‘Four Seasons in One Day’ 12 March 2019   
Four Seasons in One Day, or as Stephen Spraggon suggested, “Four Seasons in One Evening”. That was how Stephen introduced his presentation on his welcome return to Devizes Camera Club. He explained that he had got into photography when he bought a Nikon D70 with his student loan while studying for a degree in Packaging Design, and that most of his early landscape work was done in Somerset, centred on his home town of Glastonbury, and on Exmoor. Since then he has explored other parts of the UK, particularly the south coast and several of our National Parks.
ss winterStephen doesn’t think of the seasons as just the differences in flowers and foliage, or sunshine and snow. He thinks also about the differences in temperature and light, and the effect they can have on the landscape - and on photography. He illustrated this by showing us 4 images of Glastonbury Tor taken at the same time of day, from the same position, but during the different seasons.
In winter, he said, in Southern England we get about 8 hours of daylight, whereas in summer we get about 16.5 hours. Using screenshots from The Photographer’s Ephemeris (TPE), Stephen showed just how much the angle of sunrise and sunset differs between the seasons, and explained how this can mean that some locations will only work photographically at certain times of the year. He suggested that TPE is a valuable tool that he uses extensively, together with weather forecasts, to plan his photography. He illustrated how he had found the best viewpoint for an image of Colmer’s Hill, near Symondsbury by using TPE.
Using short audiovisual (AV) introductions, Stephen talked to us about the sort of images that can be taken in each of the seasons. He interspersed some wonderful images with hints and tips to think about when photographing landscapes.
ss springStarting with Spring, which he feels starts around March as flowers add colour to the landscape and foliage starts to emerge on trees, he showed us images of fields of Oil Seed Rape, where he had managed to find leading lines left by tractors. Misty sunrises and woodland compositions are other subjects, especially with new leaves on beech trees. At Badbury Clump in Oxfordshire, there is a small wooded area where bluebells grow. Using a long lens to compress perspective, Stephen used the woodland path to provide a leading line through a composition of tree trunks and bluebells. Coastal landscapes can also be special in the spring with thrift and sea campion as foreground interest on clifftops, as shown in Stephens image from Hurlstone Point above Porlock Marshes.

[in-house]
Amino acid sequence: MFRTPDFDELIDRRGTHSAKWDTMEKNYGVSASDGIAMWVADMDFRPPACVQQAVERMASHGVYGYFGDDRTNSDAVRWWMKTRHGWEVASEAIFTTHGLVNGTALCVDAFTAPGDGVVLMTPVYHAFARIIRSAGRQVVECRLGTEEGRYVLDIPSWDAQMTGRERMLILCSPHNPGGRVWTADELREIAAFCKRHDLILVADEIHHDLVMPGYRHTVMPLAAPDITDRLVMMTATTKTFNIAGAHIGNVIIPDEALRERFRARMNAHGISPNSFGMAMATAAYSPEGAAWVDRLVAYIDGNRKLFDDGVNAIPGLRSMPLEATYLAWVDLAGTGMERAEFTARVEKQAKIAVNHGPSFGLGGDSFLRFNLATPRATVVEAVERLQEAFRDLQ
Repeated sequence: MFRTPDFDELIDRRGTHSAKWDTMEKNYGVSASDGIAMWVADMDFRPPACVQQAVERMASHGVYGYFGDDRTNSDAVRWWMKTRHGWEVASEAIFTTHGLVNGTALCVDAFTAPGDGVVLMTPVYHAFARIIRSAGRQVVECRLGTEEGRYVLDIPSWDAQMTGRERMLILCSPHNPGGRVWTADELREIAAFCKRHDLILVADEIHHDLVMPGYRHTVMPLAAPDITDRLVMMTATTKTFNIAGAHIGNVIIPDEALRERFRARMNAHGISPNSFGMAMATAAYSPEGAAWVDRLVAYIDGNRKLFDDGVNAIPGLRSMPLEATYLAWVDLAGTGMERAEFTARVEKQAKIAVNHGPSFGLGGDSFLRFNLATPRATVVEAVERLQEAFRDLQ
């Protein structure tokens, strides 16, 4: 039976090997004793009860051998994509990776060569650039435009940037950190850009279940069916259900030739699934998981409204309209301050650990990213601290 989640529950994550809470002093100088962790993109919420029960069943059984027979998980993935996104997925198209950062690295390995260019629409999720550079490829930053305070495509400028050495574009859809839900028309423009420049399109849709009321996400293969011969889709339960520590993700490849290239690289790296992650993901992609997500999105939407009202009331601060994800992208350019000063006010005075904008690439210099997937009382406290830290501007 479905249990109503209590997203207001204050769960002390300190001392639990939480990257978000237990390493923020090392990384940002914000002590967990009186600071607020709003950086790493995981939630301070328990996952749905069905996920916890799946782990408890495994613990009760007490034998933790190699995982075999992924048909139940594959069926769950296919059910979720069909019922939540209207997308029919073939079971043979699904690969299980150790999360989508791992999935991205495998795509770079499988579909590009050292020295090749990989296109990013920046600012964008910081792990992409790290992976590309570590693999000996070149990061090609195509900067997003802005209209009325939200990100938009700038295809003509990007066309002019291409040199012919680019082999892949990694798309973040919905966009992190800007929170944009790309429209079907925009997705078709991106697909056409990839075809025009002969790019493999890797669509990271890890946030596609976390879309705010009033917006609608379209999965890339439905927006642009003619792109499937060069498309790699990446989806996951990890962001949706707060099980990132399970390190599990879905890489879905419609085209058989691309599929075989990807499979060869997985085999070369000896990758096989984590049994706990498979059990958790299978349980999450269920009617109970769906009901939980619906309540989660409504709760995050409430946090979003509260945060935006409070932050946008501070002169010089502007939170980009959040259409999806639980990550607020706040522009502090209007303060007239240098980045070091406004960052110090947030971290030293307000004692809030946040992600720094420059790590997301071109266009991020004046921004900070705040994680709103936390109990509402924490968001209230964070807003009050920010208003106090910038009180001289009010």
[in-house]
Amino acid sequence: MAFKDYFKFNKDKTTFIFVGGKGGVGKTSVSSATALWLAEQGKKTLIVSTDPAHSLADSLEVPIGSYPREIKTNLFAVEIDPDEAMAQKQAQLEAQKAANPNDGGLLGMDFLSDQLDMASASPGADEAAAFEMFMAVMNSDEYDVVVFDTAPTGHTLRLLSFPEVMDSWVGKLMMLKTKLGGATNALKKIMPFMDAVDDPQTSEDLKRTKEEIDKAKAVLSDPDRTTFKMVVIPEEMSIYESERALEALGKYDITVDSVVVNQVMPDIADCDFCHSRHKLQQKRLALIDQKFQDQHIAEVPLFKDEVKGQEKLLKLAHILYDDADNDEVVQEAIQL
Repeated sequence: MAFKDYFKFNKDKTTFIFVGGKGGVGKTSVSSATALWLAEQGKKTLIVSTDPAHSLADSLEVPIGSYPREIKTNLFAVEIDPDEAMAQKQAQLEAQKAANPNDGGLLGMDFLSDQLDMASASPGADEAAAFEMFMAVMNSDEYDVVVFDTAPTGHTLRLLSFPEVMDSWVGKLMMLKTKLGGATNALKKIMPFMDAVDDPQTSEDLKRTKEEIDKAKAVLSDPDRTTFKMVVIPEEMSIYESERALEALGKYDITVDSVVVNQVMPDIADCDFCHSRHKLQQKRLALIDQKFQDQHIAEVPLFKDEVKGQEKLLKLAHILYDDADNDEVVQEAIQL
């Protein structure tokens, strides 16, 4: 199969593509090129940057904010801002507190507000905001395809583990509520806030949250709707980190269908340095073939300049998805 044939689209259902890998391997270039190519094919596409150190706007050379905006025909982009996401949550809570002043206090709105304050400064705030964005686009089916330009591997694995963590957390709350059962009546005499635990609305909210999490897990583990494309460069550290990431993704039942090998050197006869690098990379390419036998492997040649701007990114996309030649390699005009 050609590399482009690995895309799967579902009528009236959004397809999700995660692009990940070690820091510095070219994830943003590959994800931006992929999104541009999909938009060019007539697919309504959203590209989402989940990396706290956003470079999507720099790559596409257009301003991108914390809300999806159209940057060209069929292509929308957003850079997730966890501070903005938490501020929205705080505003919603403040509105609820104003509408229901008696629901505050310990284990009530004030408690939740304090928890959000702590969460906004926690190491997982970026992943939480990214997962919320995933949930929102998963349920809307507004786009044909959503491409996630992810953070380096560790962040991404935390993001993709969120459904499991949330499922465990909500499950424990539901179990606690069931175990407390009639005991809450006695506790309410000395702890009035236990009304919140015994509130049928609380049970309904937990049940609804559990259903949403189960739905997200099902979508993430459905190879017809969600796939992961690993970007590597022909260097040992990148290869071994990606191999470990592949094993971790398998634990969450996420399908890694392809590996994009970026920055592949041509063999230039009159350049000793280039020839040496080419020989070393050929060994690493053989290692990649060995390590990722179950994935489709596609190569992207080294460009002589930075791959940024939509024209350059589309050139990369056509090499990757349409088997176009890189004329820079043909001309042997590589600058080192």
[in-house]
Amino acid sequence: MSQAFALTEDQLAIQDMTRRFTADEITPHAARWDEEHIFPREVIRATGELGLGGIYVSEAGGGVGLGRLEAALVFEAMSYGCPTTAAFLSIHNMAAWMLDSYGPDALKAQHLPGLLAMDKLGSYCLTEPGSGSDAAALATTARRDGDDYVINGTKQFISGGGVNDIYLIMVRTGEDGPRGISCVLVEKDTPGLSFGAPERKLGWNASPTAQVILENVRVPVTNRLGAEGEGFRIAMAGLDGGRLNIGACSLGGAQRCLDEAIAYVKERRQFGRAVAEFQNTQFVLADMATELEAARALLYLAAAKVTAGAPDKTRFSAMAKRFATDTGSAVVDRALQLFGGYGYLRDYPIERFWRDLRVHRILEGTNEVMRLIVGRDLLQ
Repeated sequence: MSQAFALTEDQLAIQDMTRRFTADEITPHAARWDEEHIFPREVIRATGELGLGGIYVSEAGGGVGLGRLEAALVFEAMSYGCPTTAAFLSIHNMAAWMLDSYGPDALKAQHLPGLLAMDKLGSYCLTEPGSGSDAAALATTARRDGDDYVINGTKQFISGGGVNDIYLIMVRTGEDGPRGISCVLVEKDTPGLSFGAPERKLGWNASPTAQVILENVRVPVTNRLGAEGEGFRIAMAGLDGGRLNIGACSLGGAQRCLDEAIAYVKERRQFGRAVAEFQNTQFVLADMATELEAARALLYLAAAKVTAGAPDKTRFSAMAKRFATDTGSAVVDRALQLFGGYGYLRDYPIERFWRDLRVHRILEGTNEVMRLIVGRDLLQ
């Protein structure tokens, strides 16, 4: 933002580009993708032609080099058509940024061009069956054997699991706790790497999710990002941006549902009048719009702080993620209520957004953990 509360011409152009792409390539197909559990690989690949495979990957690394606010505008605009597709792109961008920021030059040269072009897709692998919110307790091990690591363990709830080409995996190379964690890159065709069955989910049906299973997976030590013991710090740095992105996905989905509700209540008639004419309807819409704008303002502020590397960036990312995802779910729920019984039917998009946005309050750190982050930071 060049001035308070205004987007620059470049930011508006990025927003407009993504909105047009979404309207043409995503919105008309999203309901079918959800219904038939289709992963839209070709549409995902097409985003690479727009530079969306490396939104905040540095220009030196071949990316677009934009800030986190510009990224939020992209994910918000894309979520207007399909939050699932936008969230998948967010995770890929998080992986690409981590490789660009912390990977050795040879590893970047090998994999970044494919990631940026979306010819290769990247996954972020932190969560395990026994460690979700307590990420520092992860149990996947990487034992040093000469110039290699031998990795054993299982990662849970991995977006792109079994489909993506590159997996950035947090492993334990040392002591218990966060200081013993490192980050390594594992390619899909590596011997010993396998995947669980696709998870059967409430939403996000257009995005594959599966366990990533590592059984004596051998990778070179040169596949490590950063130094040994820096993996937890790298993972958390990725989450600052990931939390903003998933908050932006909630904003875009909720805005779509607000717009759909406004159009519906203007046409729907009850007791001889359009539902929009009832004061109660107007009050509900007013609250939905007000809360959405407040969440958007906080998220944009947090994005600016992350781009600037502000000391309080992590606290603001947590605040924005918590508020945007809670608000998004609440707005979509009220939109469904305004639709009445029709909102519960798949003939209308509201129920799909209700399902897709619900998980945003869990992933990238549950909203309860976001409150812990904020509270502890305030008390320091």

There are some locations that work better during the summer months. North facing coastlines and hills have better light because the sun rises and sets further north. The bays around Weston-Super-Mare and the north Devon coast are examples. Poppies and heather are good subjects while in flower, but once the colour is fading at the peak of summer, Stephen suggested heading into town for images of people and architecture, as shown in a great picture of a car park spiral. Stephen also suggested getting out and shooting the moon or the Milky Way.
ss autumnOnce Autumn hits its peak the warm oranges and golds of the foliage can be spectacular. And even fallen leaves can enhance the forest floor. Stephen said he likes to use a slow shutter speed, even in windy conditions, to convey a sense of movement in the branches. He said overcast days are good for images of trees and water as the shadows will be softer. He also recommended using a polarising filter to reduce glare and enhance colours. Autumn is also a time for mist which can be used creatively to produce more abstract images, especially when cropping in to a scene. An image of Wastwater bathed in the pink light of the setting sun was especially captivating.
In Winter, with the sun rising and setting further south, Stephen suggested that the south coast becomes a particularly attractive prospect. Also snow can transform a landscape by hiding distracting elements, like clumps of grass, under a blanket of whiteness. An image of a circular shaped tree in a hedgerow, with tractor patterns in the snow in the field behind, and blank white in the field in front reminded Stephen of a flag of an unknown country.
To round off his excellent presentation, Stephen showed us an image taken at Draycott Sleights in Somerset. Earlier he had shown us an image of a stand of trees in the fog in spring with a branch of new leaves providing a highlight. This last image was of the same stand of trees, but taken after a heavy snowstorm. Both images were great in their own right and served to show us how different seasons can produce different photographic results. These and many other excellent images can be seen on Stephens website at www.spraggonphotography.co.uk
Our Chairman thanked Stephen profusely for an entertaining presentation with lots of hints and tips for us to consider. DF
Images © Stephen Spraggon